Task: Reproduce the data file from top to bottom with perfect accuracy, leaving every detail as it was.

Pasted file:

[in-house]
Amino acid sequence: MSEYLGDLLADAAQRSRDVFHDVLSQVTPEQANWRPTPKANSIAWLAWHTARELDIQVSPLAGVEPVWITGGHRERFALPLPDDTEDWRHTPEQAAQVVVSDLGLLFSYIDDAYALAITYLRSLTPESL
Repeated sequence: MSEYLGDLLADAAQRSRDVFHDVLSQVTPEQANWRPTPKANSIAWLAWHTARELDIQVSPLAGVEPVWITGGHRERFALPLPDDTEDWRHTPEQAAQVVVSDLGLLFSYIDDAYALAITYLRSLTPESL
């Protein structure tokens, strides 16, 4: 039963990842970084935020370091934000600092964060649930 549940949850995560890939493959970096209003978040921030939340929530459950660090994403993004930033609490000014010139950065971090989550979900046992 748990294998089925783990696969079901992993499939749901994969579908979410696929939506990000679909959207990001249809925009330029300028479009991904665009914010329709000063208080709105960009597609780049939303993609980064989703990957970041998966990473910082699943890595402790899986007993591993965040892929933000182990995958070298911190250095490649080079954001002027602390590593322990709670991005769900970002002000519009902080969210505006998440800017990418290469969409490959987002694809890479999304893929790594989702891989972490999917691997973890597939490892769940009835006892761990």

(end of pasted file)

[in-house]
Amino acid sequence: MSEYLGDLLADAAQRSRDVFHDVLSQVTPEQANWRPTPKANSIAWLAWHTARELDIQVSPLAGVEPVWITGGHRERFALPLPDDTEDWRHTPEQAAQVVVSDLGLLFSYIDDAYALAITYLRSLTPESL
Repeated sequence: MSEYLGDLLADAAQRSRDVFHDVLSQVTPEQANWRPTPKANSIAWLAWHTARELDIQVSPLAGVEPVWITGGHRERFALPLPDDTEDWRHTPEQAAQVVVSDLGLLFSYIDDAYALAITYLRSLTPESL
């Protein structure tokens, strides 16, 4: 039963990842970084935020370091934000600092964060649930 549940949850995560890939493959970096209003978040921030939340929530459950660090994403993004930033609490000014010139950065971090989550979900046992 748990294998089925783990696969079901992993499939749901994969579908979410696929939506990000679909959207990001249809925009330029300028479009991904665009914010329709000063208080709105960009597609780049939303993609980064989703990957970041998966990473910082699943890595402790899986007993591993965040892929933000182990995958070298911190250095490649080079954001002027602390590593322990709670991005769900970002002000519009902080969210505006998440800017990418290469969409490959987002694809890479999304893929790594989702891989972490999917691997973890597939490892769940009835006892761990």